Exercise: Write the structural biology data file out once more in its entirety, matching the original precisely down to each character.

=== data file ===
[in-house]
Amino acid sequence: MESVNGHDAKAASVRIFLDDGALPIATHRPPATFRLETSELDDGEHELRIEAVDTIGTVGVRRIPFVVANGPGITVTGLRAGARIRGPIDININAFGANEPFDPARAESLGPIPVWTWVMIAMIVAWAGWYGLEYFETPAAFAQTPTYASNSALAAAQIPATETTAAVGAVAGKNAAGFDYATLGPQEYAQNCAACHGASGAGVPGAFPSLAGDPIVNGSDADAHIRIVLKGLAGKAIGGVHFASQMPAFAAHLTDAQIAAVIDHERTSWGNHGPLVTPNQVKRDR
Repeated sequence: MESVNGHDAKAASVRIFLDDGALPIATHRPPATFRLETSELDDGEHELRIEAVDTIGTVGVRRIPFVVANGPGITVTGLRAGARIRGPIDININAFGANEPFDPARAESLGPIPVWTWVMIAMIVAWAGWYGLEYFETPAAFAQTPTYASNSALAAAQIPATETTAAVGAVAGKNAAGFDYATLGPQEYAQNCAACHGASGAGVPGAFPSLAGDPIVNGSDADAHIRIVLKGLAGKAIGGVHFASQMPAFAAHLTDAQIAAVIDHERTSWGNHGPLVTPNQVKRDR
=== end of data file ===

[in-house]
Amino acid sequence: MESVNGHDAKAASVRIFLDDGALPIATHRPPATFRLETSELDDGEHELRIEAVDTIGTVGVRRIPFVVANGPGITVTGLRAGARIRGPIDININAFGANEPFDPARAESLGPIPVWTWVMIAMIVAWAGWYGLEYFETPAAFAQTPTYASNSALAAAQIPATETTAAVGAVAGKNAAGFDYATLGPQEYAQNCAACHGASGAGVPGAFPSLAGDPIVNGSDADAHIRIVLKGLAGKAIGGVHFASQMPAFAAHLTDAQIAAVIDHERTSWGNHGPLVTPNQVKRDR
Repeated sequence: MESVNGHDAKAASVRIFLDDGALPIATHRPPATFRLETSELDDGEHELRIEAVDTIGTVGVRRIPFVVANGPGITVTGLRAGARIRGPIDININAFGANEPFDPARAESLGPIPVWTWVMIAMIVAWAGWYGLEYFETPAAFAQTPTYASNSALAAAQIPATETTAAVGAVAGKNAAGFDYATLGPQEYAQNCAACHGASGAGVPGAFPSLAGDPIVNGSDADAHIRIVLKGLAGKAIGGVHFASQMPAFAAHLTDAQIAAVIDHERTSWGNHGPLVTPNQVKRDR